Fraud prevention experts provided insight Saturday, Jan. 26, to a room of roughly two dozen attendees at Wildomar Library at an event sponsored by the Friends of the Wildomar Library.
Attorney Jeffrey C. Nickerson, who specializes in estate planning with a focus on special needs trusts spoke at length about elder abuse and fraud.
He told the crowd that $40 billion is lost in telemarketing fraud each year.
He said, worldwide, nearly 35.6 million people live with dementia and that the number of people suffering from the disease will double by 2030 and more than triple by 2050, according to the World Health Organization.
A person in the U.S. develops Alzheimer’s disease every 66 seconds.
“That’s because people are living longer,” he said. “So it’s important to recognize that those elderly people are vulnerable to things like fraud and abuse.”
Nickerson said that according to the National Council on Aging – 1 in 10 Americans aged 60 and older have experienced some form of elder abuse.
The National Center of Elder Abuse said that in 2010 there were 5,961,568 elder abuse cases brought in the United States.
“But this is a really underreported crime,” Nickerson said. “Most of the time, if a family member is suspected of doing something like this, the victim mostly just wants someone to go in and make the family member stop abusing them. They don’t want their son or grandson arrested.”
Nickerson said that California has the highest number of reports of elder abuse and that Riverside County had 71 cases last year.
“Although I think that number is relatively low,” he said.
First, Nickerson said, the most important way to minimize the chances of an elderly person in the family suffering from abuse or fraud is to visit them often and consistently.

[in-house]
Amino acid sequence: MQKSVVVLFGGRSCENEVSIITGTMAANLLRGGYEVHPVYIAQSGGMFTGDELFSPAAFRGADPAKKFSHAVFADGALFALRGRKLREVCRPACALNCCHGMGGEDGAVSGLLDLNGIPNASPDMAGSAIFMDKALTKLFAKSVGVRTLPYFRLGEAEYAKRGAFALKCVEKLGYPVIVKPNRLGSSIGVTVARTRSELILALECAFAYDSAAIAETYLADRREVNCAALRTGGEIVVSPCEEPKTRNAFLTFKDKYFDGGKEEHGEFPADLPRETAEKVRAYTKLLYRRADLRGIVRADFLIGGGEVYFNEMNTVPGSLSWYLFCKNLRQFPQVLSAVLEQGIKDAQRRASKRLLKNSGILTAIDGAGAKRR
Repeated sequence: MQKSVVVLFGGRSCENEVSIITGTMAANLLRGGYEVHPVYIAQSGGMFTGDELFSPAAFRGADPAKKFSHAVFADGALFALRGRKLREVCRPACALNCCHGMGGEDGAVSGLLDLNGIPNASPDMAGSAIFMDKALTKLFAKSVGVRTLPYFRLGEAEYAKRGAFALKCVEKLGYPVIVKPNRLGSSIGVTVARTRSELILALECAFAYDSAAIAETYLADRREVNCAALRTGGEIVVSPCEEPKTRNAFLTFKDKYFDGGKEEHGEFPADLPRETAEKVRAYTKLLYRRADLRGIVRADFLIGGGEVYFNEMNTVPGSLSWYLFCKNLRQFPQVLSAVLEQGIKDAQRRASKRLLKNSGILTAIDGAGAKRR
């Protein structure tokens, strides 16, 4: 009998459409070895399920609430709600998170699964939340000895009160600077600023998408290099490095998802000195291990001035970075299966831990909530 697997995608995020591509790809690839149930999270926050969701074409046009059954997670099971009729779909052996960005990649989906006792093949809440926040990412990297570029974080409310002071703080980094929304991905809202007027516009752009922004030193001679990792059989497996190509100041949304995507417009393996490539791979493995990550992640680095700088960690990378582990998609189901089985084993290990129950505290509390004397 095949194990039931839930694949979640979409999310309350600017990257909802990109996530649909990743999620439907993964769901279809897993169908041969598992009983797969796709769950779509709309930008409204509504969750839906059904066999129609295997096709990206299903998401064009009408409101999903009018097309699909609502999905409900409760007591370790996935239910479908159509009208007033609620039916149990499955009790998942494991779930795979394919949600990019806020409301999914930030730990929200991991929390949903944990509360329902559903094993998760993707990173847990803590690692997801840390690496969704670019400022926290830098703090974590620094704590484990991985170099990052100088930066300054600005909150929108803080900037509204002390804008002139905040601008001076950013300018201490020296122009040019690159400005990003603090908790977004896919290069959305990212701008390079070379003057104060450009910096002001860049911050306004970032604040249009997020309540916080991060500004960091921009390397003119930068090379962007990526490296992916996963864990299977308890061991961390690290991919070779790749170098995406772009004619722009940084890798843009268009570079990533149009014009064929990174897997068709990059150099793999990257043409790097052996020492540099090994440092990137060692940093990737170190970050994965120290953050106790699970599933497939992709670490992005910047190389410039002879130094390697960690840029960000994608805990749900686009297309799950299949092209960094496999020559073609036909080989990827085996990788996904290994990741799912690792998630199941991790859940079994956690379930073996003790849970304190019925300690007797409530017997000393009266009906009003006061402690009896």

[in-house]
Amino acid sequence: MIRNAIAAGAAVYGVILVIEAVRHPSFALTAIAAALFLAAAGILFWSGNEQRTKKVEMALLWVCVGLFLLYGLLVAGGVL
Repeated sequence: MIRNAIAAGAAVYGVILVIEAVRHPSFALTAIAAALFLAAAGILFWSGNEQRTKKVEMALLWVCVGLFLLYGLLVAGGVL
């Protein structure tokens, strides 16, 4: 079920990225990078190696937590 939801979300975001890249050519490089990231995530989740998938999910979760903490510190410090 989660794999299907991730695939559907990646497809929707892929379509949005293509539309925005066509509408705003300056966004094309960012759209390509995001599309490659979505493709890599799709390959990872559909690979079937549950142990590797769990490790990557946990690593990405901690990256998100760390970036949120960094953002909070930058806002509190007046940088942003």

Nickerson identified “anyone” as a perpetrator of fraud, but said more often than not, people that take advantage of the elderly are caretakers, friends and most often, relatives.
He shared stories generated from his office that surrounded family members “making up stories” to get money from parents or grandparents.
“They call and say they forgot to make a mortgage payment and they are going to lose the house,” Nickerson said. “If they don’t get $3,000 or $4,000 today, the bank is going to take it.”
Obviously, Nickerson said, that parent or grandparent doesn’t want to see their grandkids without a place to live, so they get the money to them.
He said one indicator of fraud and abuse is exploitation and suggested that family members pay attention to sudden changes in their loved one’s financial situation and changes to their personality and mood.
“They may seem uneasy or almost scared,” he said.
He said another big indicator is the behavior of the caretaker.
“Sometimes you will go to visit a loved one in a care facility and the caretaker says the family member is asleep or isn’t feeling well,” Nickerson said. “Isolation is a big one. These people will isolate the victim from family members that could discover the crime.”
Nickerson shared resources and information for people that suspect that a loved one is being taken advantage of and abused.
Adult Protective Services can be reached at (951) 791-3250, and the Riverside County Office on Aging and Disability Resource Center is available at (951) 867-3800.